The purchaser would then have an opportunity to file a Replying Affidavit which would deal with whatever new matter mentioned in the seller’s Opposing Affidavit. Once the court read all the affidavits before it, and listened to arguments for the seller and purchaser, will the court make a ruling. The ruling could either be the force the seller to sign the necessary transfer documents, or dismiss the application. The dismissal would be for lack of merit.
What happens after you obtain the court order?
Should all go well at court, which it should, the seller would have 7 days to sign the necessary documents which should be at the transferring attorney’s offices. If the seller signs it, then the process proceeds as normal. Should the seller fail to sign the documents within 7 days, then the sheriff of the court would be called upon to sign the documents. This he would do on the seller’s behalf. After the sheriff signed the documents, the process proceeds as normal.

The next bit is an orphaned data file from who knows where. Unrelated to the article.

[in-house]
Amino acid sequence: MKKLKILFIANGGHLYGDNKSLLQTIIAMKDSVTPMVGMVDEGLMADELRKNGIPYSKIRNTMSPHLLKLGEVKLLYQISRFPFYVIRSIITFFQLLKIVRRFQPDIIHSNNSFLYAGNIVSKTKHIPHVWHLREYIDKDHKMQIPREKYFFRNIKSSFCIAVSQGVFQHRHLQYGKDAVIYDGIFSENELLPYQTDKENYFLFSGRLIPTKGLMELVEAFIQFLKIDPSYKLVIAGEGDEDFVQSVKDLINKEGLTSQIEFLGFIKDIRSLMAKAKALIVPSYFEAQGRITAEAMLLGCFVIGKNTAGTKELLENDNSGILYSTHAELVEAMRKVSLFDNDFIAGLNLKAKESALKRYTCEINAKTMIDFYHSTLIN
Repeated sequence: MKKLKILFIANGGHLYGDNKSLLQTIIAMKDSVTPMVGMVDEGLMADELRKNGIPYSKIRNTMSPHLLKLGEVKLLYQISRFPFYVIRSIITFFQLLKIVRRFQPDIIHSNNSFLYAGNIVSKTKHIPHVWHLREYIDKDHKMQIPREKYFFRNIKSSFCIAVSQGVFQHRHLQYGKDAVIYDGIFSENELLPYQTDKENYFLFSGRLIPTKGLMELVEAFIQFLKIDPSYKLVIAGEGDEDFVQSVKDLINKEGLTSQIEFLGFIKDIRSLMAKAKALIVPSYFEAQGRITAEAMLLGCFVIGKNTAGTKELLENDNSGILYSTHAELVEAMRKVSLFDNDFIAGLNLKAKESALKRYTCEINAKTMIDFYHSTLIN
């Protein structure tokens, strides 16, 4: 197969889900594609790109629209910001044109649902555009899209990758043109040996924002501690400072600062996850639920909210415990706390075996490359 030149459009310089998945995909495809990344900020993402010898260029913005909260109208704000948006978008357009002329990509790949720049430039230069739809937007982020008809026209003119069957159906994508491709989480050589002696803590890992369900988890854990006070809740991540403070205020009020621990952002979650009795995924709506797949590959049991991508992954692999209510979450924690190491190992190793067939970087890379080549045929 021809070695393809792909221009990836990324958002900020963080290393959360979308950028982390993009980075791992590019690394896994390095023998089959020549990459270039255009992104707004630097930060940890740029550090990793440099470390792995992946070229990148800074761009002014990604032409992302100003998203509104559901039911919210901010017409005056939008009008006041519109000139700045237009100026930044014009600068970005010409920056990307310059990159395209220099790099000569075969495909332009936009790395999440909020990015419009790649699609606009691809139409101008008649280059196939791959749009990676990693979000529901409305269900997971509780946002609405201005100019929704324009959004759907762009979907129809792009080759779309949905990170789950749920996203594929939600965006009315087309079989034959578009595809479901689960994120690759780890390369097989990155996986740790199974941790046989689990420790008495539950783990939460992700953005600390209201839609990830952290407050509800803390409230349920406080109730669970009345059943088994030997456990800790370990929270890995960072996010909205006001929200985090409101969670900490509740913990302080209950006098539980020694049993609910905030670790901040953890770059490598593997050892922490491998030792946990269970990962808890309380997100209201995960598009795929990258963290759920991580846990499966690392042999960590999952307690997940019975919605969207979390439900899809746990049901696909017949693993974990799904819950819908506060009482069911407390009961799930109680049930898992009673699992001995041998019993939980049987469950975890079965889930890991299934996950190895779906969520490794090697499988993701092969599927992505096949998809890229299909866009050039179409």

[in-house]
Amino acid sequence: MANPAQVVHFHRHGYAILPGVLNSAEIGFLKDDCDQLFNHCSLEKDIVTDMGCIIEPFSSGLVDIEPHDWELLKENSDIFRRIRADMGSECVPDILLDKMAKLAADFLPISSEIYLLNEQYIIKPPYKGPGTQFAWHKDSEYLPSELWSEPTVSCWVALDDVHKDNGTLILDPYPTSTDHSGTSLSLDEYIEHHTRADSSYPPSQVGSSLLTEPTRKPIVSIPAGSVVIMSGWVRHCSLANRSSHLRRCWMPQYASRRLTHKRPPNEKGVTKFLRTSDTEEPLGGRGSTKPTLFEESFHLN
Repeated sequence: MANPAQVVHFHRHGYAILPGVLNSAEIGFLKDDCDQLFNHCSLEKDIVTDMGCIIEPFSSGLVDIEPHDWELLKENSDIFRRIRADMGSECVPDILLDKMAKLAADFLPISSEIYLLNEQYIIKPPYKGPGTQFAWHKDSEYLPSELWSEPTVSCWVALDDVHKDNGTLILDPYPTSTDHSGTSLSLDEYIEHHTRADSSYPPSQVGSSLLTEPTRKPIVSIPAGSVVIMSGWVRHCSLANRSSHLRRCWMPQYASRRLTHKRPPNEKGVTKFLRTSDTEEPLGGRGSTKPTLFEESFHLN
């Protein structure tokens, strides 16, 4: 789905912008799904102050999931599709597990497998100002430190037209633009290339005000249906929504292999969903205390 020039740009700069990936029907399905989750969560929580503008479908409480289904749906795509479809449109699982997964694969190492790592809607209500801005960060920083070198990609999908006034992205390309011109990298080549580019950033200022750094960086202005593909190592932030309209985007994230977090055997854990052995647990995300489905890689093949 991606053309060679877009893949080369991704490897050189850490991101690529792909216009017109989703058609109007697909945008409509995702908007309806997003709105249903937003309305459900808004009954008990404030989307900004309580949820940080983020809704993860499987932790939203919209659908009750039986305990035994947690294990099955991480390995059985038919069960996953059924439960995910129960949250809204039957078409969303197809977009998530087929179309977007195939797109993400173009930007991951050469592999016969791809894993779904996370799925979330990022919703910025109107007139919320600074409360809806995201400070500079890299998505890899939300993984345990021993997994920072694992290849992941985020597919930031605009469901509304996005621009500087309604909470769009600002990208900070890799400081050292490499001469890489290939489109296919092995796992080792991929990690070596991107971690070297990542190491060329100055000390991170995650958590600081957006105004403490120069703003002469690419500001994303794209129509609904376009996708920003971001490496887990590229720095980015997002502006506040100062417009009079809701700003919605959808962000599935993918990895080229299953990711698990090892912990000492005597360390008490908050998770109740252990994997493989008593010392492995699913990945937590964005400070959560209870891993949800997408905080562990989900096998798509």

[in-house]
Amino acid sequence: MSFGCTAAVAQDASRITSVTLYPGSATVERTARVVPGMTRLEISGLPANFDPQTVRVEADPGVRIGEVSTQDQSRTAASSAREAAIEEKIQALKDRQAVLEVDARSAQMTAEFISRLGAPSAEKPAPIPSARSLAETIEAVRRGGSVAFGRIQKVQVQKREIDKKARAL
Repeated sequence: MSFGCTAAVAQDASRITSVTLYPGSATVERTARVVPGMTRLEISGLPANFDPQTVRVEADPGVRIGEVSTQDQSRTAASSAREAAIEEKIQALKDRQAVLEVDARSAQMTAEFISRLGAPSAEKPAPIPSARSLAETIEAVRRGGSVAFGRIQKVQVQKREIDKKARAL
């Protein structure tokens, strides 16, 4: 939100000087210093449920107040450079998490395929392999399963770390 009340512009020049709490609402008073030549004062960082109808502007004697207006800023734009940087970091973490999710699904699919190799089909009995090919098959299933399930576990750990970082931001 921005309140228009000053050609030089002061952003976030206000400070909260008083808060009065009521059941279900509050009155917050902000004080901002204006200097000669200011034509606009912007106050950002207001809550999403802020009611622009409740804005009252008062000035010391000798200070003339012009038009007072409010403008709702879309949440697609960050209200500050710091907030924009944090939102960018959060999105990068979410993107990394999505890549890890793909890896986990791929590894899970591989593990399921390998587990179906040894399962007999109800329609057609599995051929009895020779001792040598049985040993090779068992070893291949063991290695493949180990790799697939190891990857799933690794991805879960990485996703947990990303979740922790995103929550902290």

The legal costs
Should the purchaser be successful in his or her court application, the court would more than likely order that he or she pay the legal costs occasioned with the application. This is so, seeing that the seller forced you to make the application to court and to incur attorney and advocate costs. The purchaser may be unsuccessful in his or her application to compel the seller. Should that happen, the purchaser may be ordered to pay the seller’s legal costs.